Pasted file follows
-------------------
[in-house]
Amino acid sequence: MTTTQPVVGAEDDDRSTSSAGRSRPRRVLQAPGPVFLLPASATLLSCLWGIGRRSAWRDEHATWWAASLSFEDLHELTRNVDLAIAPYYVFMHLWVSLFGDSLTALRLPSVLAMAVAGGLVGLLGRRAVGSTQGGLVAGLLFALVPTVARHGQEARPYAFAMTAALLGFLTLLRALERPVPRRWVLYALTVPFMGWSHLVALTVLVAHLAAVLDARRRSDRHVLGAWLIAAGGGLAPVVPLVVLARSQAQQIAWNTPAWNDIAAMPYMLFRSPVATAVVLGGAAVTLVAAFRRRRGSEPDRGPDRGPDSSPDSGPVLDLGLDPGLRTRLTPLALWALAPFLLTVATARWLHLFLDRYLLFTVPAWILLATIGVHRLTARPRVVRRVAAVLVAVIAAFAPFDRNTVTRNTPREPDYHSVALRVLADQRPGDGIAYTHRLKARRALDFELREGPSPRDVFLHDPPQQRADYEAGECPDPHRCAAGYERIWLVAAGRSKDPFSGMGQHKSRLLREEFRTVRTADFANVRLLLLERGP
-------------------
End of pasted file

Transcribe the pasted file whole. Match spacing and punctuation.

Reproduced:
[in-house]
Amino acid sequence: MTTTQPVVGAEDDDRSTSSAGRSRPRRVLQAPGPVFLLPASATLLSCLWGIGRRSAWRDEHATWWAASLSFEDLHELTRNVDLAIAPYYVFMHLWVSLFGDSLTALRLPSVLAMAVAGGLVGLLGRRAVGSTQGGLVAGLLFALVPTVARHGQEARPYAFAMTAALLGFLTLLRALERPVPRRWVLYALTVPFMGWSHLVALTVLVAHLAAVLDARRRSDRHVLGAWLIAAGGGLAPVVPLVVLARSQAQQIAWNTPAWNDIAAMPYMLFRSPVATAVVLGGAAVTLVAAFRRRRGSEPDRGPDRGPDSSPDSGPVLDLGLDPGLRTRLTPLALWALAPFLLTVATARWLHLFLDRYLLFTVPAWILLATIGVHRLTARPRVVRRVAAVLVAVIAAFAPFDRNTVTRNTPREPDYHSVALRVLADQRPGDGIAYTHRLKARRALDFELREGPSPRDVFLHDPPQQRADYEAGECPDPHRCAAGYERIWLVAAGRSKDPFSGMGQHKSRLLREEFRTVRTADFANVRLLLLERGP